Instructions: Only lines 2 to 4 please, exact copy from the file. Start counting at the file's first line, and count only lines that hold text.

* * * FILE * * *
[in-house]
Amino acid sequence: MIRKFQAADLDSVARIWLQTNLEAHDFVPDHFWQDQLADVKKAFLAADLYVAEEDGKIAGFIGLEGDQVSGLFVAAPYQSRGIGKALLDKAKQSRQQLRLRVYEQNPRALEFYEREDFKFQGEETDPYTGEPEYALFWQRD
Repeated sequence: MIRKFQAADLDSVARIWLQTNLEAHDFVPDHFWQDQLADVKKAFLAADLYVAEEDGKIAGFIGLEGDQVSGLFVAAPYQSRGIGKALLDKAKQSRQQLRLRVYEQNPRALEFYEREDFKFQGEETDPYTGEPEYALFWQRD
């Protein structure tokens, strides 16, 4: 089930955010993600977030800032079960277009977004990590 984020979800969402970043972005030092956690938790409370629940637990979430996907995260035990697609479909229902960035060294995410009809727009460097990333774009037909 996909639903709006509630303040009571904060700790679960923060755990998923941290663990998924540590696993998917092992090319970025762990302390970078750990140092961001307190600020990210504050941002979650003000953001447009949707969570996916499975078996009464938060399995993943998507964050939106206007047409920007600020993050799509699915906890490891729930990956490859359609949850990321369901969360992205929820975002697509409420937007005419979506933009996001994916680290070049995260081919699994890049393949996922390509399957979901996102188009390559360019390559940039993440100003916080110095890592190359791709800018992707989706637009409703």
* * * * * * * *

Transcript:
Amino acid sequence: MIRKFQAADLDSVARIWLQTNLEAHDFVPDHFWQDQLADVKKAFLAADLYVAEEDGKIAGFIGLEGDQVSGLFVAAPYQSRGIGKALLDKAKQSRQQLRLRVYEQNPRALEFYEREDFKFQGEETDPYTGEPEYALFWQRD
Repeated sequence: MIRKFQAADLDSVARIWLQTNLEAHDFVPDHFWQDQLADVKKAFLAADLYVAEEDGKIAGFIGLEGDQVSGLFVAAPYQSRGIGKALLDKAKQSRQQLRLRVYEQNPRALEFYEREDFKFQGEETDPYTGEPEYALFWQRD
């Protein structure tokens, strides 16, 4: 089930955010993600977030800032079960277009977004990590 984020979800969402970043972005030092956690938790409370629940637990979430996907995260035990697609479909229902960035060294995410009809727009460097990333774009037909 996909639903709006509630303040009571904060700790679960923060755990998923941290663990998924540590696993998917092992090319970025762990302390970078750990140092961001307190600020990210504050941002979650003000953001447009949707969570996916499975078996009464938060399995993943998507964050939106206007047409920007600020993050799509699915906890490891729930990956490859359609949850990321369901969360992205929820975002697509409420937007005419979506933009996001994916680290070049995260081919699994890049393949996922390509399957979901996102188009390559360019390559940039993440100003916080110095890592190359791709800018992707989706637009409703």